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Unemployed Americans line up to enter a job fair in El Monte, Calif. Most California counties still face double digit unemployment, according to a new report by the California Budget Project, which finds more than two out of five unemployed Californians have been looking for a job for at least half a year.
A report by the California Budget Project says the addition of 750,00 jobs over the past three years has still left much of the state in double-digit unemployment.
"California still has a job market in which too many workers can't obtain full-time jobs that pay a good wage," said Luke Reidenbach, policy analyst with the non-partisan CBP and the report's author. "California's emerging recovery is not providing the mix of jobs needed for a robust economic rebound that benefits the full range of workers and their families."
Among the group’s findings: The share of unemployed Californians who have been seeking work for six months or longer is down only slightly from a record high, and stands at 43 percent. The report also found men have fared better than women. During the past three years of overall job growth, employment among prime-working-age men – ages 25 to 54 – has increased, as it dropped slightly for women in the same age group.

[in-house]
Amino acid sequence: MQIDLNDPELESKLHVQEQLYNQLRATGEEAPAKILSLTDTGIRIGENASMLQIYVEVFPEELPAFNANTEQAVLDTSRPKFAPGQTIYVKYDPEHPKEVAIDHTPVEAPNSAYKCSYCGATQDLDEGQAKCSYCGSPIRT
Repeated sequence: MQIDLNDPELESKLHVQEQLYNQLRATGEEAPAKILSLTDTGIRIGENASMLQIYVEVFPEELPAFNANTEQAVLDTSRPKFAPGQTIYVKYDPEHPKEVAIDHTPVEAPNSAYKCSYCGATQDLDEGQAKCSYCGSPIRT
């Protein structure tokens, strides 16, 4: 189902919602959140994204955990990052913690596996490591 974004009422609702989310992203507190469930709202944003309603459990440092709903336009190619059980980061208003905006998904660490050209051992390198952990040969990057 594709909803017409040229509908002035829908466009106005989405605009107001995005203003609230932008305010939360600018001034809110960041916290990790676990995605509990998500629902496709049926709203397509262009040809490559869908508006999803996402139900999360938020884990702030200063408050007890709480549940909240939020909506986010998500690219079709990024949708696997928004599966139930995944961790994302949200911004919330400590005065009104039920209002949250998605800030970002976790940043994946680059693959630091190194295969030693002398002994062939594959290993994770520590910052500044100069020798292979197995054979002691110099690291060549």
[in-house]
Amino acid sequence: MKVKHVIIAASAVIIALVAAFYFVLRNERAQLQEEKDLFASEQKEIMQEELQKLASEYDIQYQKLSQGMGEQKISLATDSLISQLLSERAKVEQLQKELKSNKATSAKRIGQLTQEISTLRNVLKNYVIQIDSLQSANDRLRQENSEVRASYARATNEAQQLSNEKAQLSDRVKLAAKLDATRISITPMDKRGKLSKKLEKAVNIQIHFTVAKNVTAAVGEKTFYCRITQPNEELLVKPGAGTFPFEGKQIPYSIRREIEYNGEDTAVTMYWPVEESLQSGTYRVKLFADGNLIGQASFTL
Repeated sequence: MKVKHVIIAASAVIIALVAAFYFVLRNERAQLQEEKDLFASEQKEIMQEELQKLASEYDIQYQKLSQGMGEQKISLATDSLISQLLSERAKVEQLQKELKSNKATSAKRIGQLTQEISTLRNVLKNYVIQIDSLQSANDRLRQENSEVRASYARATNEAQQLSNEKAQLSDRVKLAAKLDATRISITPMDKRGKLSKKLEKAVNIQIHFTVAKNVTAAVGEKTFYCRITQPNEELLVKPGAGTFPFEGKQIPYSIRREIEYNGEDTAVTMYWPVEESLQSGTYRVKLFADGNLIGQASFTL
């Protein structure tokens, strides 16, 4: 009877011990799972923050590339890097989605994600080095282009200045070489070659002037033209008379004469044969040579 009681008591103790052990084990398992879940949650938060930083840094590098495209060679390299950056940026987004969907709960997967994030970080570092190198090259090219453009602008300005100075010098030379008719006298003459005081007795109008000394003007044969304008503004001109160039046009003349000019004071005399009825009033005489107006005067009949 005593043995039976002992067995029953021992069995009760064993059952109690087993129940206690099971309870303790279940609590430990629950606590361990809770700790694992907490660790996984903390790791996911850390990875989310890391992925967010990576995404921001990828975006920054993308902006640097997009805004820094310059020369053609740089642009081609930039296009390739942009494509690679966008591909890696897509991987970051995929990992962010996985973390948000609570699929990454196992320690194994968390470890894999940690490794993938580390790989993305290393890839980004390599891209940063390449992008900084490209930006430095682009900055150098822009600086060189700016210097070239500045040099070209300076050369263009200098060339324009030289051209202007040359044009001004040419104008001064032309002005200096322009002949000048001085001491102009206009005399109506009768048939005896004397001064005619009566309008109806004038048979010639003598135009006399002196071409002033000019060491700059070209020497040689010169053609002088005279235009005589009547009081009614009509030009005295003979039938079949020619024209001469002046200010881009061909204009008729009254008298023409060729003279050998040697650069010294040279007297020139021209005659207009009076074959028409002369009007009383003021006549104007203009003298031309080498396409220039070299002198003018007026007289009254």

- 1.3 million workers, or eight percent of all employed Californians can only find part-time jobs.
- 34 out of 58 counties have an average unemployment rate in the double digits. The lowest county unemployment rate is 5.1 percent in Marin County, and the highest is 24.5 percent in Imperial County.
- Due to recent gains, high-wage workers — those at the 80th percentile of California's earnings distribution — have seen inflation-adjusted hourly earnings nearly return to their 2006 level. Meanwhile, inflation-adjusted wages of low-wage workers (those at the 20th percentile) and mid-wage workers (with earnings exactly in the middle of the distribution) have failed to catch up to pre-recession levels.
Significantly, the current recovery is relying more heavily on low-wage industries such as leisure and hospitality, and less on industries that generally pay more than the state's typical hourly wage, such as construction and government.
The California Budget Project argues reinvestment in education — from early childhood, to college — is critical to the state's near- and longer-term economic growth.